Dataplot Vol 1 Vol 2

# REGRESSION DIAGNOSTICS

Name:
REGRESSION DIAGNOSTICS
Description:
The help for FIT and LINEAR FIT describe the standard outputs and intervals that are generated by the fits and the standard residual analysis that is typically performed after a fit to validate the model. This help section describes the following.

1. There are a number of plots that can be generated to help determine the most appropriate model.

2. A number of additional intervals and tests that are not included in the standard Dataplot outputs can be generated from information that is provided by the fit.

3. There are a number of regression diagnostics that go beyond standard residual analysis.

4. When there are multiple independent variables being considered, it may be useful to assess multi-collinearity.

The above are demonstrated in the Program example below. Note that this program example is meant to show the mechanics of the various plots and commands and is not intended to be treated as a case study.

One purpose of many regression diagnostics is to identify observations with either high leverage or high influence. High leverage points are those that are outliers with respect to the independent variables. Influential points are those that cause large changes in the parameter estimates when they are deleted. Although an influential point will typically have high leverage, a high leverage point is not necessarily an influential point. The leverage is typically defined as the diagonal of the hat matrix (hat matrix = H = X(X'X)**(-1)X'). Dataplot currently writes a number of measures of influence and leverage to the file dpst3f.dat (e.g., the diagonal of the hat matrix, Cook's distance, DFFITS).

Pre-Fit Plots
When there are multiple independent variables, it is common to plot the dependent variable against each of the independent variable. However, these basic plots do not account for the effect of the other independent variables in the model into account. Several plots have been proposed to address this. Specifically,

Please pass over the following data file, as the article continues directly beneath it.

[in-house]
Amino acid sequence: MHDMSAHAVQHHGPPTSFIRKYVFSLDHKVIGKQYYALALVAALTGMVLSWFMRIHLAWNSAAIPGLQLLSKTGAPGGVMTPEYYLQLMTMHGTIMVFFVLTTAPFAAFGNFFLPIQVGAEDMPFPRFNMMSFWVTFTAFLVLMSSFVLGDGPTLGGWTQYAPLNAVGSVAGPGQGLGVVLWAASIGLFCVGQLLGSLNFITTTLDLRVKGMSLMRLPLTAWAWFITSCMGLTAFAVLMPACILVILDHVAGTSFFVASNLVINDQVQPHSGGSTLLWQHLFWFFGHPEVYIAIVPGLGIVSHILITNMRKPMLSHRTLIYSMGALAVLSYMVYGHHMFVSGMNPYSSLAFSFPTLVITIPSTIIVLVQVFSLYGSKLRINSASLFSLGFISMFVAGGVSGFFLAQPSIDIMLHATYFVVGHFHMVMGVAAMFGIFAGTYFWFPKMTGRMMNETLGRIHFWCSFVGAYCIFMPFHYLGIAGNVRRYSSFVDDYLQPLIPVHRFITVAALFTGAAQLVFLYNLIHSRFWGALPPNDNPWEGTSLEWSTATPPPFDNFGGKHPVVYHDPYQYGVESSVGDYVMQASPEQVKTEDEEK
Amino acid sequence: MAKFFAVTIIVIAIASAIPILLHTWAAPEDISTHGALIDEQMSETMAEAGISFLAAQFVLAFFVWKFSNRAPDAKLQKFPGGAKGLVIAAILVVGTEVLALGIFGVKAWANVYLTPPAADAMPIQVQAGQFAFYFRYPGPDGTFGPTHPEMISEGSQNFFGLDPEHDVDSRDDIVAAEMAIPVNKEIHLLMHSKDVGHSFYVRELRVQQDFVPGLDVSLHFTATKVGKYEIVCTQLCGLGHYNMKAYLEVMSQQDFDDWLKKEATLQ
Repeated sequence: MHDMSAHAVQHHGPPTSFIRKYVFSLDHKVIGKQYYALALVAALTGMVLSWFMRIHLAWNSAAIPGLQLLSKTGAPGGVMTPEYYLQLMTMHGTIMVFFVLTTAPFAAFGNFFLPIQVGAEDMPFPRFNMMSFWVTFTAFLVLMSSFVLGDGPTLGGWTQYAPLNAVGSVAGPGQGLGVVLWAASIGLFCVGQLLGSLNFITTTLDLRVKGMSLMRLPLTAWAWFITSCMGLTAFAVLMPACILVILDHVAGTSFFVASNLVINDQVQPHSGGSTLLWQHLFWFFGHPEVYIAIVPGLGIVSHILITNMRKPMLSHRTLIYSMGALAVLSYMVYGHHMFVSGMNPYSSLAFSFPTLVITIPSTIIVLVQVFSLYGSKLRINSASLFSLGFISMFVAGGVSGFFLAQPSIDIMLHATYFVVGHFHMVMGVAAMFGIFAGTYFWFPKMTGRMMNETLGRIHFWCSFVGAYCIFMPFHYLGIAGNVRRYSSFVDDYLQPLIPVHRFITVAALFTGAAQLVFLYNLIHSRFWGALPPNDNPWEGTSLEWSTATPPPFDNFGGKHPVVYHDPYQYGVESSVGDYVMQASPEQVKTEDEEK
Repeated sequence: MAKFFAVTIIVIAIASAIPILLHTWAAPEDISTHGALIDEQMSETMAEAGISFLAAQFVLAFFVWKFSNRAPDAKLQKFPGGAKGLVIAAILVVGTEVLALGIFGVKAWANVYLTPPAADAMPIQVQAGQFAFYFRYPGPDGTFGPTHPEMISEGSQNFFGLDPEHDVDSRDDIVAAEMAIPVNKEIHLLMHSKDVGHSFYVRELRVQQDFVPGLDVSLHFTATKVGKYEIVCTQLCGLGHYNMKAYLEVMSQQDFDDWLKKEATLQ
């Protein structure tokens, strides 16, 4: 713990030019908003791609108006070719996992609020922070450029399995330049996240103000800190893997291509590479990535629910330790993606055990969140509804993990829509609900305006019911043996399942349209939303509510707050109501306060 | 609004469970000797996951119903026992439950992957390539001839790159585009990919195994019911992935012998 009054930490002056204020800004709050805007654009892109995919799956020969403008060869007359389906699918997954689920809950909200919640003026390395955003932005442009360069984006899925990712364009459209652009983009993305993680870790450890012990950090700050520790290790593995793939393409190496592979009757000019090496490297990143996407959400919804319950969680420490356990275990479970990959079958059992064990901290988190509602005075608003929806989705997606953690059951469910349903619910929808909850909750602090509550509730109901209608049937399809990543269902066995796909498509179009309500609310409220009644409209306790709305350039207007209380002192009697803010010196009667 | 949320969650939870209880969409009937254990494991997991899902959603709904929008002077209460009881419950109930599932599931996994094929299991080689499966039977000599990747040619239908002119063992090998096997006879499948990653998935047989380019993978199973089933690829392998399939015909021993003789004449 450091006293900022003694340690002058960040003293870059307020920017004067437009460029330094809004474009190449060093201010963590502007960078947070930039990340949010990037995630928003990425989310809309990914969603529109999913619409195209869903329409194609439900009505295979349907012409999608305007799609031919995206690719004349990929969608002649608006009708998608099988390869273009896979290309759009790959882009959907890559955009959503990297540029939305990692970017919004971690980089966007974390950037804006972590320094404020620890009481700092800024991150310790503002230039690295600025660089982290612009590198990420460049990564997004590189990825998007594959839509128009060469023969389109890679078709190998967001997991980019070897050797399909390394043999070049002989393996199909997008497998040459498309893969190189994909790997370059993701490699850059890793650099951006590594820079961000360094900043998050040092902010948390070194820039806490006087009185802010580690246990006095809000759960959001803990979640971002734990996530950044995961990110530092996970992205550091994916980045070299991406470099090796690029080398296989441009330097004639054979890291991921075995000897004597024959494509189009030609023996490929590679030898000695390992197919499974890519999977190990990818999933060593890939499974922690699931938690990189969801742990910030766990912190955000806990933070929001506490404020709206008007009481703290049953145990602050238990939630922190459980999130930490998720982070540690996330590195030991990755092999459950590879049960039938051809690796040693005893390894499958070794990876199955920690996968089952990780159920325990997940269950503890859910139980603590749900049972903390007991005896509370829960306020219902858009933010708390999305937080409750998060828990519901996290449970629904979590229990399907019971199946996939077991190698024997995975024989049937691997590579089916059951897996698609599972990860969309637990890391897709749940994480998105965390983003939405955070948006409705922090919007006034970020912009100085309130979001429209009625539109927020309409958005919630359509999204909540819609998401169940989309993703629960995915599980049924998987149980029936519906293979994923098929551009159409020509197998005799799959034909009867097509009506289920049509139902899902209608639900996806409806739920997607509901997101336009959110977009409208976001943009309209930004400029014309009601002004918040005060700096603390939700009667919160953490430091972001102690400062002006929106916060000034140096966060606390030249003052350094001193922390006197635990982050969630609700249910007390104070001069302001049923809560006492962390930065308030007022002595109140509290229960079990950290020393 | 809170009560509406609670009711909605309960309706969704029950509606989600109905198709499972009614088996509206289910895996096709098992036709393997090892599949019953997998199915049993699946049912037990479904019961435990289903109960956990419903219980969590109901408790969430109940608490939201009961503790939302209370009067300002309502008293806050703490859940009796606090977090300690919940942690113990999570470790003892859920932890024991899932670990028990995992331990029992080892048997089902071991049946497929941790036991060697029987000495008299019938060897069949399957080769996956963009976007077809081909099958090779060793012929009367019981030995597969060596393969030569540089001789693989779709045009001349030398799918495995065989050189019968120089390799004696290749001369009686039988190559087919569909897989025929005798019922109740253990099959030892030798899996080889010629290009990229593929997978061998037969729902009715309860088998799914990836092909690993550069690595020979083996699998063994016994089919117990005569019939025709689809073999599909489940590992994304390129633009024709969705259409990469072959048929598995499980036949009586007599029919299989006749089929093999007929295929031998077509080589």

1. Partial Residual Plot

Partial residual plots are formed as:

$$\mbox{Res} + \hat{\beta}_{i} X_{i}$$ versus $$X_{i}$$

where

Res = residuals from the full model
$$\hat{\beta}_{i}$$ = regression coefficient from the i-th independent variable in the full model
Xi = the i-th independent variable

Partial residual plots are widely discussed in the regression diagnostics literature (e.g., see the References section below). Although they can often be useful, be aware that they can also fail to indicate the proper relationship. In particular, if Xi is highly correlated with any of the other independent variables, the variance indicated by the partial residual plot can be much less than the actual variance.

2. Component and Component-Plus-Residual (CCPR) Plot

The CCPR plot is a refinement of the partial residual plot. It generates a partial residual plot but also adds

$$\hat{\beta}_{i} X_{i}$$ versus Xi

This is the "component" part of the plot and is intended to show where the "fitted line" would lie.

3. Partial Regression Plot

Partial regression plots are also referred to as added variable plots, adjusted variable plots and individual coefficient plots.

Partial regression plots attempt to show the effect of adding an additional variable to the model (given that one or more independent variables are already in the model). Partial regression plots are formed by:

1. Compute the residuals of regressing the response variable against the independent variables but omitting Xi